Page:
In six weeks, I am due to give birth to my first child, a son, and although I have had flashes of deep joy and extreme fear (often occurring in the same day), what has marked my life as an expectant mother the most is this sense of complete, undeniable uncertainty. For the first time in my life, I have no idea what to expect; I have no game plan, no hook of events upon which to hang doubts and anticipations.
All I know is that this little boy, whose feet twist into my ribs even as I write, is coming.
Labels have always been a source of comfort for me. As a child, I collected the flimsy certificates that teachers handed out at the end of the school year, the ones that said Top Achiever, Super Star, Best in the Class. When I moved onto my college campus, I introduced myself to classmates with a vigorous wave and the following words: “Hi, my name is Allison, and I want to be a high school teacher.”
There is something about a label, a title and a name, that empowers. It lets you and others know who you are; it promises a certain trajectory, a series of events that you can count on happening.
Growing up, I could count on nothing. My parents kept themselves hidden, their moods quick to change, their cars often absent from the driveway. At any given moment, they could be drunk, or angry, or just gone, none of us knowing where they were on a Tuesday night, all of us listening from our beds for the sound of keys in the door.
I knew that the tenor of our house lacked love, and I knew that, if I were to ever have children, I wanted things to be different. I had listened to my mother’s stories of her own motherless childhood for years; I knew that, behind the cigarette smoke and tears, my mother was looking for something else to define her, something that would free her from the rage and loneliness she had carried for so long.
And I also knew that, if I wanted to be a mother myself, I had to learn from others. I volunteered in my church nursery; I babysat my professors’ children, hoping to glean some nurturing insight from families that looked so different from my own.
I hoped that, by being in “motherly” situations, I would discover my own capacity for love and motherhood. I hoped that someone would notice and say “Wow, Allison, you are so good with kids. You’ll be a great mother someday.”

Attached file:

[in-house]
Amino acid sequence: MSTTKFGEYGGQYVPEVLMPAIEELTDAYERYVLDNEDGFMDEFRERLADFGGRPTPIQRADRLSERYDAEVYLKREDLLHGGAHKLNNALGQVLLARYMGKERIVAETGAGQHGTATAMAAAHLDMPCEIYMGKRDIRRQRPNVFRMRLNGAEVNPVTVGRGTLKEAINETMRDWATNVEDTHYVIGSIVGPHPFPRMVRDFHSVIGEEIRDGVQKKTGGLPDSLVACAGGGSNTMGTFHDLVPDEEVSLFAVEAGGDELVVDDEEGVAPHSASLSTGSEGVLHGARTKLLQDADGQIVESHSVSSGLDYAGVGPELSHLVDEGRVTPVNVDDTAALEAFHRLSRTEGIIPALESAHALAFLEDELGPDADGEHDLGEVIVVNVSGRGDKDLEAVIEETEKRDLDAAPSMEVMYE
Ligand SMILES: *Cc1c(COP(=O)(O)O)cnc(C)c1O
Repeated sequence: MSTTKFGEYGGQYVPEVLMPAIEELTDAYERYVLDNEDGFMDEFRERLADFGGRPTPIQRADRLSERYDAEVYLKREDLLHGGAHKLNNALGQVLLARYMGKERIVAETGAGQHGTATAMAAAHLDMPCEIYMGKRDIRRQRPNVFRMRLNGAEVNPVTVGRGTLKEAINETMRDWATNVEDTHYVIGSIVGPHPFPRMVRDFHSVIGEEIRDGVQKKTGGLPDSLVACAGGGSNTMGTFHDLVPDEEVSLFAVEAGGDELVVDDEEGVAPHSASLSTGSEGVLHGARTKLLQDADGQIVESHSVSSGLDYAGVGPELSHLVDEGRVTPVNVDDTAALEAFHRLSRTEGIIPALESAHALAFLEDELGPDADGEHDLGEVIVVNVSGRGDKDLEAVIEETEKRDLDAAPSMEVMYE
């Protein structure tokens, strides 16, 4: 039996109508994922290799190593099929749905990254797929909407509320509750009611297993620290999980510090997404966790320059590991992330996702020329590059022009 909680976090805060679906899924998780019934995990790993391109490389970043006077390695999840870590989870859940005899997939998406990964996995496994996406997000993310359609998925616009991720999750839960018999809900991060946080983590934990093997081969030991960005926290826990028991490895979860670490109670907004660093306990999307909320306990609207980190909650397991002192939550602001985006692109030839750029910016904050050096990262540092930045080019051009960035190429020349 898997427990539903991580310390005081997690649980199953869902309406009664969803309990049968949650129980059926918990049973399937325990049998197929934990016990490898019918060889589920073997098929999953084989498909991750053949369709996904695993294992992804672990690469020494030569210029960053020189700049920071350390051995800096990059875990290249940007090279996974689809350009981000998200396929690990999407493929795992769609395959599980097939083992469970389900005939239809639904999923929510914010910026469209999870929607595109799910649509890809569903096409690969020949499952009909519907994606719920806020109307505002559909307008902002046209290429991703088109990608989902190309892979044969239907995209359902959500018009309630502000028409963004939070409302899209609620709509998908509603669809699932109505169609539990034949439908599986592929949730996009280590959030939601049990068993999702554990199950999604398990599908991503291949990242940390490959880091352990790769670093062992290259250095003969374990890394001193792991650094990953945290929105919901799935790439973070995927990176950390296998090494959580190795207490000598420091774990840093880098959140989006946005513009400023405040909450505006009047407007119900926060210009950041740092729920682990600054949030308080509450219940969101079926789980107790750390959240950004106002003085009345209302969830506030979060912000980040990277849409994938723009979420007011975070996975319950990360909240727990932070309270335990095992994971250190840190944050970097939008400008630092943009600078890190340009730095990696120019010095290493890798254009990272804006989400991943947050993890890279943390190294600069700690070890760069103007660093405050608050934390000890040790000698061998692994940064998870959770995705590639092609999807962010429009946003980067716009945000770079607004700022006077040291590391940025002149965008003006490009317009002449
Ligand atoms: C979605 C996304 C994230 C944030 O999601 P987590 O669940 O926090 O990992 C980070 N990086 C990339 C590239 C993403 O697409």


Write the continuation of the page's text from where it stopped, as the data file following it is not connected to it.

I hoped that someone would label me as a mother, and that would somehow promise me a life that was rich and good. A life that I could count on.
I spent my college and post-college years living with friends who, in many ways, helped me find the correct labels for what I felt and knew. They lived with me through therapy, family court trials, and the long, difficult work of realizing the real impacts of my family history. They bore with me in situations where, looking back, I was remarkably like my mother, self-obsessed and unanchored, my borrowed money gone unreturned, my excuses flimsy.
One of these friends recently got married. At her wedding, I was overcome with joy for her, and also by the realization that I was among people who loved me, and whose love was not shaped by what I had done, or what I had failed to do.
What I’m trying to say is this: I sought labels out of fear, and it took a long time of being loved, regardless of who I was or what I could do, to trust that life was different outside of what I had known as a child. To trust that I could do the same for others, for children who would one day be my own.
And I think that is what lies at the root of my uncertainty about being a mother—I am approaching something that will truly reshape who I am, and although I am terrified of failing my little boy, there is something different here, something that shrinks the anxieties that used to accompany me.
Marriage has also shrunk those anxieties, but in getting married, there was the ability to plan, to predict, to make guesses about our life together. It has reshaped me, but the wordlessness I feel now is not what I felt in the weeks before my wedding. If anything, I could count on my husband to be the man I knew, even if, as Kathleen Norris has said, he would (rightfully) remain so much mystery to me.
There is so much mystery here, too. I cannot count on what my son’s life will look like, or what kind of personality he will have, or if he will sleep through the night. I do not know him yet, as hard as I’ve tried to make predictions based on his movements, the foods I want to eat, and his father’s calm, quirky spirit.
But he is coming, and will be here soon, and when he comes, I will kiss his face and make the sign of the cross over him, just as I do now in our morning prayers, or when I wake up early and feel his body tucked against mine.
And he will know, I hope, that I love him, bone of my bone, my little one.